Paying properly for public holidays this April

General / 25 November 2015
Paying properly for public holidays this April

Easter is nearly upon us and it seems to be the topic of conversation, especially since many employees are turning it into a ten day holiday. Before you all plan the annual Easter egg treasure hunt it is important to make sure you are aware of what employees are entitled to in respect of the Easter and Anzac Day public holidays.

Observing Easter and Anzac
Generally speaking Easter and Anzac public holidays are observed on the days they fall:

Good Friday falls on and is observed on Friday 18 April 2014;
Easter Monday falls on and is observed on Monday 21 April 2014; and
Anzac Day falls on and is observed on Friday 25 April 2014.

Transferring public holidays
Since 1 April 2011 employers and employees can agree to transfer the observance of public holidays to another working day if a written agreement identifies which public holiday is being transferred and the new calendar date it is being transferred to. But the new date can’t be another public holiday and it must be a normal working day for the employee. For example, if an employee normally works Fridays, you could agree to transfer Anzac Day to the following Friday 2 May 2014.

In any lawful exchange, entitlements transfer fully to the new day. But an employer can’t do it solely to avoid obligations or if it reduces the total number of paid public holidays an employee otherwise gets. If all that swapping seems a bit much – an employer can promulgate a policy prohibiting exchanges.

Anniversary Day(s)
Increasingly we are seeing clients choosing a different day on which to observe Anniversary Day.  The extent to which an employer can do this depends on whether they have agreed to this practice in writing with their employees (i.e. transferring the public holiday by agreement), any evidence of local practice and what province(s) the employer operates their business in.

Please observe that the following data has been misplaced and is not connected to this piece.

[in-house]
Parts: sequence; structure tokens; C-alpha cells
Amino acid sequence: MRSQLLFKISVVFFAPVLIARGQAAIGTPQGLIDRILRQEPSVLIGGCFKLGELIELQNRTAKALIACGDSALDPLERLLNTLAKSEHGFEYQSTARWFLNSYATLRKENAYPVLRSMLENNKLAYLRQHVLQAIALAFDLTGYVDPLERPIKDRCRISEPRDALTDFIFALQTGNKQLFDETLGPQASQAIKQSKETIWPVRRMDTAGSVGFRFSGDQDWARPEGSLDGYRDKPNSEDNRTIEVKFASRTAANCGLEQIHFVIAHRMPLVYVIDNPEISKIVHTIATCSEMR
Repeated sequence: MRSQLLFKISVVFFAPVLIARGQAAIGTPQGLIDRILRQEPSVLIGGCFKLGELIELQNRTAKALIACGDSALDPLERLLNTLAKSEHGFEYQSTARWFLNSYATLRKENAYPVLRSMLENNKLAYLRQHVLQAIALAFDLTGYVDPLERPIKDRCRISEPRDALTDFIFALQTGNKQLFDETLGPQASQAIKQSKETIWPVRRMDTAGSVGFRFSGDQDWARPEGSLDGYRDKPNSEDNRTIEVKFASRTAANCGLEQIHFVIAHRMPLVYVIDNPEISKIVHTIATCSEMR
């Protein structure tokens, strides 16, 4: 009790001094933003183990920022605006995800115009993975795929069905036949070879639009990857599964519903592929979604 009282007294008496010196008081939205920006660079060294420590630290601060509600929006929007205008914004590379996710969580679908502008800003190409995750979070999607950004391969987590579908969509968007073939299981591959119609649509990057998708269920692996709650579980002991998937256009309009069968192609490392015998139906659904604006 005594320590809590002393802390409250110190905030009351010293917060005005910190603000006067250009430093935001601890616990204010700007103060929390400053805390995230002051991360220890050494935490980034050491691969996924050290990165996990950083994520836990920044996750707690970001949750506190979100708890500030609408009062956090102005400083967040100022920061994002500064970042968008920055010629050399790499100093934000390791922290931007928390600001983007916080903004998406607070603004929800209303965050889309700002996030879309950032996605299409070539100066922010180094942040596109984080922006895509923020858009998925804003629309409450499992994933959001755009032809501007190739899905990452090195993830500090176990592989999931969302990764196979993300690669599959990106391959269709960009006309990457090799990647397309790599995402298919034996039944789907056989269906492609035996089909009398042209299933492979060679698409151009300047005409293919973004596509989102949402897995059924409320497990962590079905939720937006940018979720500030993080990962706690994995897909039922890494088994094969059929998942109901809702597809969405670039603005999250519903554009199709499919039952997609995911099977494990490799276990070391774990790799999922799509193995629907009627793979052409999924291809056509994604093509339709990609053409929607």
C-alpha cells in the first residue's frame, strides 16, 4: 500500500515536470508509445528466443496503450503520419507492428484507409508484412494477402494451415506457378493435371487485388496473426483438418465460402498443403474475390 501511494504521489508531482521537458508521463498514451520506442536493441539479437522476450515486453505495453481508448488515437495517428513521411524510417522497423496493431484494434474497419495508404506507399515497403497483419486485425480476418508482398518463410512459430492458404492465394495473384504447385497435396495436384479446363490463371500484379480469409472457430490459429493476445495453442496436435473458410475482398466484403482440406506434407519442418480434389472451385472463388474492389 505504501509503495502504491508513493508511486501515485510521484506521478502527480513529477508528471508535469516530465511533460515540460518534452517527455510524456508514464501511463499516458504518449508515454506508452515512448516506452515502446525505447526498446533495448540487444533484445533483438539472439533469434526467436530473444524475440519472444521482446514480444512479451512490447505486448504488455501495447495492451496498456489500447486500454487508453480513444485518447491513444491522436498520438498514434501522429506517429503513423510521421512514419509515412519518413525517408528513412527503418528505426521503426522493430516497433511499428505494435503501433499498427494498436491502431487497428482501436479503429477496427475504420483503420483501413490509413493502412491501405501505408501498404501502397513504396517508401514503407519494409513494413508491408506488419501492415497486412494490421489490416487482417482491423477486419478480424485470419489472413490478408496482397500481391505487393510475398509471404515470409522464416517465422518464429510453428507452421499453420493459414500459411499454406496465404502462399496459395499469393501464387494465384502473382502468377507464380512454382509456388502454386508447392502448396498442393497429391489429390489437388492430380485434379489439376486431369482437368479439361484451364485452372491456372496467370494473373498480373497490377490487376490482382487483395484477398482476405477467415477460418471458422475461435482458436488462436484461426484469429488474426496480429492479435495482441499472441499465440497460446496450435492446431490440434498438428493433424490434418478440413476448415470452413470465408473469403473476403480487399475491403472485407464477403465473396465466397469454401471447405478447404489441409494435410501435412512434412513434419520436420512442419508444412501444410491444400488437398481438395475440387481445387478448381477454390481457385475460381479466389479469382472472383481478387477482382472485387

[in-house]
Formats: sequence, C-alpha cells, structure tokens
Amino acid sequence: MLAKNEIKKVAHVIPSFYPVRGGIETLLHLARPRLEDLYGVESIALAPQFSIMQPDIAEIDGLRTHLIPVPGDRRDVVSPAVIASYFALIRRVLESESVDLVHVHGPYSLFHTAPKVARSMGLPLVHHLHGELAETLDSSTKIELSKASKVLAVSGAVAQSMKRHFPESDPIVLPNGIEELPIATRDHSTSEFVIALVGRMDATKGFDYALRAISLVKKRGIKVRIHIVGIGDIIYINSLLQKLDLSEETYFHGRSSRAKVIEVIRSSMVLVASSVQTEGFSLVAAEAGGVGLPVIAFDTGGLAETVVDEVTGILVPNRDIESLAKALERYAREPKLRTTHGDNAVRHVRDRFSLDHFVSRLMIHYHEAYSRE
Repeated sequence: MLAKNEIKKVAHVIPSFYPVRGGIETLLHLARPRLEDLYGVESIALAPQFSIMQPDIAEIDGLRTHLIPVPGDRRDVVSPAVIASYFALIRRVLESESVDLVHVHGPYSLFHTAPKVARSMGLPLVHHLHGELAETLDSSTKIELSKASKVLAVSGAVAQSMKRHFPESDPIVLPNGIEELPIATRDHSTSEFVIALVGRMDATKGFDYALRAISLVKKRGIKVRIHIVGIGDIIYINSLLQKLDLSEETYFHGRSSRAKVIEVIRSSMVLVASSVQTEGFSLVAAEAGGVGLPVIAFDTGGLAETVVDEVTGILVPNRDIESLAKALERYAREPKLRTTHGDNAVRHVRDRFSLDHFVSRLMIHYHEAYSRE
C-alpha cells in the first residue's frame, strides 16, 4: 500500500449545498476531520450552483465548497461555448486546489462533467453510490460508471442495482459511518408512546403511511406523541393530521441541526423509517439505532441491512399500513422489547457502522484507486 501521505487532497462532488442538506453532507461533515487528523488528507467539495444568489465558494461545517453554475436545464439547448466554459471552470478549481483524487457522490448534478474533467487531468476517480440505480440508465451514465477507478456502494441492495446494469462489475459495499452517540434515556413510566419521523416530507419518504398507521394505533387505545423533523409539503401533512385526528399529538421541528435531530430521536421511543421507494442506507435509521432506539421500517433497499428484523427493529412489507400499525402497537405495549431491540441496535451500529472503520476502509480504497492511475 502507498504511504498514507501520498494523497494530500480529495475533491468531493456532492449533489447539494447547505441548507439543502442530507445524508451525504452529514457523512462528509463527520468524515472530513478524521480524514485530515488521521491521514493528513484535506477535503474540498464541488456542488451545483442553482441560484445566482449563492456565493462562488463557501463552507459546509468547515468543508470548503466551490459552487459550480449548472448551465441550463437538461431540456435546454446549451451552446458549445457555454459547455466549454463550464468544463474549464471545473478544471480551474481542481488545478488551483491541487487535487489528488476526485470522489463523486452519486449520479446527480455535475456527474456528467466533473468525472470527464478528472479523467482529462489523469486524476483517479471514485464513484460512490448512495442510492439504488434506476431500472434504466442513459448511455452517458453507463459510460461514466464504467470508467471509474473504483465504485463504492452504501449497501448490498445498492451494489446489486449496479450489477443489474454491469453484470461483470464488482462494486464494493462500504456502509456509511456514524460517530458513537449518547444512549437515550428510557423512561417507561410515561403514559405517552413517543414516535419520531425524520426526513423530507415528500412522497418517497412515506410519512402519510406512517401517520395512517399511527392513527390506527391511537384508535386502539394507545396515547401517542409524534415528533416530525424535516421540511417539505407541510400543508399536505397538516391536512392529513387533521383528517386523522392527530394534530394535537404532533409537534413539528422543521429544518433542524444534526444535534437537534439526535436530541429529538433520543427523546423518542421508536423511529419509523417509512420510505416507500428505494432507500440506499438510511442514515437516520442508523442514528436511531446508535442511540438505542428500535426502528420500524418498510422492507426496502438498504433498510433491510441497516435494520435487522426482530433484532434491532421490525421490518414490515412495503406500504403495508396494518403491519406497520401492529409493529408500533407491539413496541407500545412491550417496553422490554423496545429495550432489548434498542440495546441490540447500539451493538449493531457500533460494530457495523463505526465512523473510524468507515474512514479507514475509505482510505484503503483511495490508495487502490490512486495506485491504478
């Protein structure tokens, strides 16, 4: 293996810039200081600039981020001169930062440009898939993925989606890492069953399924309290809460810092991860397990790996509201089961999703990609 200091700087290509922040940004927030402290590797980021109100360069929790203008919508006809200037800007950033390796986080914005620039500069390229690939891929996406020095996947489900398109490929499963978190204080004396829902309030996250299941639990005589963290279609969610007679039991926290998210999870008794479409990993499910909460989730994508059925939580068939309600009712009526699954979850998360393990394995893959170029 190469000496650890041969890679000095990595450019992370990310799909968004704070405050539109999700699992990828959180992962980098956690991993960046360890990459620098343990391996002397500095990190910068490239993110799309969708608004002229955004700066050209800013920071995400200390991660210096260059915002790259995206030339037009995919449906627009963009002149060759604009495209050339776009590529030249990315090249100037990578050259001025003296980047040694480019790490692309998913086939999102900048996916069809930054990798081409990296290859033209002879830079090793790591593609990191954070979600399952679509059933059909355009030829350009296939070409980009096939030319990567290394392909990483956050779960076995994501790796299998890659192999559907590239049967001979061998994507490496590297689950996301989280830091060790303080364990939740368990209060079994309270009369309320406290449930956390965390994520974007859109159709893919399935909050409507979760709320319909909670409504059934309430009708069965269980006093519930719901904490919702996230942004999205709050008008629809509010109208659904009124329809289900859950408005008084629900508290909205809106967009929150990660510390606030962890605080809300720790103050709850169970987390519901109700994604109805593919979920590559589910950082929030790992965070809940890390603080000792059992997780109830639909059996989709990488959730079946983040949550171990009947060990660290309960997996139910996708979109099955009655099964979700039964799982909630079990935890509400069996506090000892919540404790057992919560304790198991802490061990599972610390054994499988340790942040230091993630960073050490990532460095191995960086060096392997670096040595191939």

Employers could observe Anniversary Day on Easter Tuesday if past practice supports this or agreed in writing with staff.  A good idea if you would like to holiday longer!

Employers may have to pay staff even if they don’t work. Using this Easter as an example, an employee who normally works on a Monday will be entitled to their normal pay for Easter Monday even if they don’t work. But if they do work, they get their normal pay, plus half that amount again, for the hours they actually work. They also get a day’s alternative holiday (commonly called a day in lieu) to take later on.

An employee who doesn’t normally work on a Monday will only become entitled to be paid if they actually work. Then they get their normal pay, plus half that amount again, for hours they actually work.

Normal pay means the employee’s relevant or average daily pay for the public holiday. Relevant daily pay means the amount of pay an employee would have received had they worked. It includes regular payments like commission and overtime rates if the employee would have received them had they worked. So if an employee normally works and is paid for 10 hours on a Monday – this is what they should be paid for.

If an employee’s daily pay varies within the pay period relating to the public holiday (or if it’s not possible or practicable to calculate the relevant daily pay), then an employer can use a daily average of the employee’s gross earnings for the previous 52 calendar weeks.

Would or wouldn’t
Not sure if your staff would‘ve worked? Try to reach agreement after considering the employment agreement and work patterns. It doesn’t matter whether an employee is casual, fixed term or permanent – always ask whether “but for” the day being a public holiday, the employee would have worked.

Knowledge is key
Whether you will or won’t work on the public holidays this April, make sure you know when and what your employees are entitled to. Some staff won’t be entitled to anything but you need to know why not and answer any questions in a way that you and they understand. Paying properly for public holidays this April beats paying penalties if you don’t.

Disclaimer:  We remind you that while this article provides commentary on employment law topics, it should not be used as a substitute for legal or professional advice for specific situations.  Please seek guidance from your employment lawyer for any questions specific to your workplace.

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